Whenever you have the urge to overshop, explore your ambivalence. Ask, “What does my heart say? What would be good about shopping?” Then ask, “What does my head say? What would be not so good about shopping?” Take the time to refine these questions by making four lists:
1. the short and long term benefits of stopping overshopping;
2. the short and long term costs of stopping overshopping;
3. the short and long term benefits of continuing to overshop;
4. the short and long term costs of continuing to overshop.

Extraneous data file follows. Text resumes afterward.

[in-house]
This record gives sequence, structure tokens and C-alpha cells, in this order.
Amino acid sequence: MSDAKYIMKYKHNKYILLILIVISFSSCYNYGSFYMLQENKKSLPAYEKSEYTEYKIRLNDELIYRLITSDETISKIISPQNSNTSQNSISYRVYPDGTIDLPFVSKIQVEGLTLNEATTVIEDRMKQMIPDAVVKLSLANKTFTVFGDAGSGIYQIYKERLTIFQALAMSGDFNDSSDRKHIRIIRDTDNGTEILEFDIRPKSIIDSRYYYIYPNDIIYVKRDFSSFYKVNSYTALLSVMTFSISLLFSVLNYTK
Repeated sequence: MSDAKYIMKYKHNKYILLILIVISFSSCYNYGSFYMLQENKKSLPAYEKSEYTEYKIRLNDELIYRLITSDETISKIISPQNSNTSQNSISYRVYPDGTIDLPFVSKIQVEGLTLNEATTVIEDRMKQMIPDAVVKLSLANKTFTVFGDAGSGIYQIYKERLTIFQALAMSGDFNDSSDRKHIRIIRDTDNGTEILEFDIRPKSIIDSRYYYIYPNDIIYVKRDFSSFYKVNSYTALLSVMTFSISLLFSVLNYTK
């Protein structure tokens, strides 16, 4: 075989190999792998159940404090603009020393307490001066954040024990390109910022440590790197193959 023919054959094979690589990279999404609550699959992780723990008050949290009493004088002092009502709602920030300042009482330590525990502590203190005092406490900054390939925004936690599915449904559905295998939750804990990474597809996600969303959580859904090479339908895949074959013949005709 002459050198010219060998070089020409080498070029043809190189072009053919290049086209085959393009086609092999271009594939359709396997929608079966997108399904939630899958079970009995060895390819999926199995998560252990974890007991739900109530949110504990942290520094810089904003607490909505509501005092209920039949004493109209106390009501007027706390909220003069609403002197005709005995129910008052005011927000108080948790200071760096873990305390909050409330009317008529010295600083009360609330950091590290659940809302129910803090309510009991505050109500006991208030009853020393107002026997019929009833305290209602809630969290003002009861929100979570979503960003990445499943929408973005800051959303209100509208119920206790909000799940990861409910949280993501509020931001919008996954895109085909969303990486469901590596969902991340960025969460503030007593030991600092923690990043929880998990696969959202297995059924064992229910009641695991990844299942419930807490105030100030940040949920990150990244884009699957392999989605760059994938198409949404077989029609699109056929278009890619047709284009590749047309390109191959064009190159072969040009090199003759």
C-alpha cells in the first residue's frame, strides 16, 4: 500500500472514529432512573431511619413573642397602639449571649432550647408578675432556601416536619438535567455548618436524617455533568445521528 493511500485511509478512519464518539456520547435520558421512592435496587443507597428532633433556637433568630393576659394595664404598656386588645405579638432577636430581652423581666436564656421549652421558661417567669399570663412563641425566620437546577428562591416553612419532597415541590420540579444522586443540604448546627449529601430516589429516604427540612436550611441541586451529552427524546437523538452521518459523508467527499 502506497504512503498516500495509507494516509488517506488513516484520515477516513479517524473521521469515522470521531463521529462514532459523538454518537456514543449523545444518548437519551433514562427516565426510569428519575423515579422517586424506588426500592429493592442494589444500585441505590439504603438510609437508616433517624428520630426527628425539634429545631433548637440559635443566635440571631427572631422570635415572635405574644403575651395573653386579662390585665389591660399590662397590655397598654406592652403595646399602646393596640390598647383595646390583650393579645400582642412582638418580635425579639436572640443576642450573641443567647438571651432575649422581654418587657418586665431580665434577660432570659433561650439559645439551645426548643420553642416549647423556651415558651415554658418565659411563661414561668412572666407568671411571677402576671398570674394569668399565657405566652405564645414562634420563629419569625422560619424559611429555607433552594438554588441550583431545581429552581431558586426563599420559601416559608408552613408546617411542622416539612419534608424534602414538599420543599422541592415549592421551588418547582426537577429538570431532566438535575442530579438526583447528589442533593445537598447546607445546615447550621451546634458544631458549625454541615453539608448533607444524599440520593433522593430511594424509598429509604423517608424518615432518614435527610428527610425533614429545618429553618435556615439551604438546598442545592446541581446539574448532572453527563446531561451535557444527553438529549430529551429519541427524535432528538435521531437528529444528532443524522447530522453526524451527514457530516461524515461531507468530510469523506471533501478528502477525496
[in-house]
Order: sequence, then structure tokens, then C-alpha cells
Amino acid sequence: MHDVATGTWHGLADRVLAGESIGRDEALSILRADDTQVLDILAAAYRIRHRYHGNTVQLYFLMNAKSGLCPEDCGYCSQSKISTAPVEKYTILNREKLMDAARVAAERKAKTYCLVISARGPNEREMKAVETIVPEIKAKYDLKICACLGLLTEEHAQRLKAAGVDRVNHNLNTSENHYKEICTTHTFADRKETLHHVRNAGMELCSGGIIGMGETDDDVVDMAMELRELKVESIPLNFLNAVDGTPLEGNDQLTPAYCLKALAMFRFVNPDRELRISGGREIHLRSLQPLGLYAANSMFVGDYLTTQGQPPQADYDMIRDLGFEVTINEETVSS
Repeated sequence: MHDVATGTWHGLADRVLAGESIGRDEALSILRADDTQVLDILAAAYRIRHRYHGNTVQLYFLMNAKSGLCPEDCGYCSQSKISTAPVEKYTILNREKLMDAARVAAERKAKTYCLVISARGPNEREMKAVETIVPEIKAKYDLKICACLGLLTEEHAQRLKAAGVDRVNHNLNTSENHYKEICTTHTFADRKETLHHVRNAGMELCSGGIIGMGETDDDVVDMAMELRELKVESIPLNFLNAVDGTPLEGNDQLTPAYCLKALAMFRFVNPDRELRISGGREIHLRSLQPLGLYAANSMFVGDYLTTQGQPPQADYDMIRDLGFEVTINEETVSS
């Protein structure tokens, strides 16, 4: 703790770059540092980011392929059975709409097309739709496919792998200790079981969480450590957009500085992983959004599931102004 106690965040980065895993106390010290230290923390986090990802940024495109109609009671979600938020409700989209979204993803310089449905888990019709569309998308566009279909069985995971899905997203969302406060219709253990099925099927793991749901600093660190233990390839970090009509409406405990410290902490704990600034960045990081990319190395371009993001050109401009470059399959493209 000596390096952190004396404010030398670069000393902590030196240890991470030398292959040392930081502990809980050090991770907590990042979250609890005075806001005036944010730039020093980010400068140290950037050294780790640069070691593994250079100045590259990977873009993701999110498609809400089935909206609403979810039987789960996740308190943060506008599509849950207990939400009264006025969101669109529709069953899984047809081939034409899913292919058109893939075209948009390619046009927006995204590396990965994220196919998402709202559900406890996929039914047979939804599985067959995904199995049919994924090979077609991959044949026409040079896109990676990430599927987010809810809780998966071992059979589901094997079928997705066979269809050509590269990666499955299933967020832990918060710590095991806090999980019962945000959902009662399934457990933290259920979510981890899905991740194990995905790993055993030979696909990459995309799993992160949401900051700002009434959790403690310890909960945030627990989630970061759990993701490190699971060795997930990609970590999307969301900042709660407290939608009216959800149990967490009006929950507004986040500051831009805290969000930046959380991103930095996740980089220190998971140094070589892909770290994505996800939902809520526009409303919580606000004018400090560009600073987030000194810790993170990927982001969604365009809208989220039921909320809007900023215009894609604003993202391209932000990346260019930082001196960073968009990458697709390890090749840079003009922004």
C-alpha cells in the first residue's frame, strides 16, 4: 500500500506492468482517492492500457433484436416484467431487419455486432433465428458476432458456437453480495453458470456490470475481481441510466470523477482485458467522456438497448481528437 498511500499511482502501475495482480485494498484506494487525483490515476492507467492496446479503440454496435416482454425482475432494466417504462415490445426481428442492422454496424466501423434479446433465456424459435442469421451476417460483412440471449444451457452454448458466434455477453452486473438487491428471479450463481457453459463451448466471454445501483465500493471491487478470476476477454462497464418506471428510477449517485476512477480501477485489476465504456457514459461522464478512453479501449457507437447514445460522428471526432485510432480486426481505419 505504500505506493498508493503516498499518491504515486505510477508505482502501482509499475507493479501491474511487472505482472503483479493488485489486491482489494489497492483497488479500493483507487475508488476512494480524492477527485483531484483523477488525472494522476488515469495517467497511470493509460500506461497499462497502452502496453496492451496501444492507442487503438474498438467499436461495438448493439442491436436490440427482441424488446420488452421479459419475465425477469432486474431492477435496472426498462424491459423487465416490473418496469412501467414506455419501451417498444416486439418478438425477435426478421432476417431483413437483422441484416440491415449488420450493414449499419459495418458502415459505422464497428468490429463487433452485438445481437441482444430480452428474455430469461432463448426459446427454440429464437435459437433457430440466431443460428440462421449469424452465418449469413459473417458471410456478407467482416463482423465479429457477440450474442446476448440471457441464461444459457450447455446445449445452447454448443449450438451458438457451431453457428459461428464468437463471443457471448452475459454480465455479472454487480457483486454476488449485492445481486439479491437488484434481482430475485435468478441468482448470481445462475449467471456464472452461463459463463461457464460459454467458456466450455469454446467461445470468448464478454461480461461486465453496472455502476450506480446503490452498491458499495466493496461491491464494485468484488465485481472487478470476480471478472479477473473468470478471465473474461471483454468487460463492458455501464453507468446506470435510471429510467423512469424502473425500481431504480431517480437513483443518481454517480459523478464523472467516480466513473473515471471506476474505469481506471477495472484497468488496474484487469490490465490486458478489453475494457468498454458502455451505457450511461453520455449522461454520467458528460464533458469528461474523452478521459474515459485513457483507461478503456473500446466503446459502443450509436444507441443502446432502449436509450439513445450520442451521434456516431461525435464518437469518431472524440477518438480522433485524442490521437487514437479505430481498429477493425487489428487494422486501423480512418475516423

When you’re finished, you’ll have a detailed view of both sides of the equation. The process of preparing this view will help you to make more informed decisions about your shopping behavior.
Carrie Rattle is a Principal at BehavioralCents.com, a website for women focused on mind and money behaviors. She has worked in the financial services industry for 20+ years and hopes to inspire women to better prepare themselves for financial independence.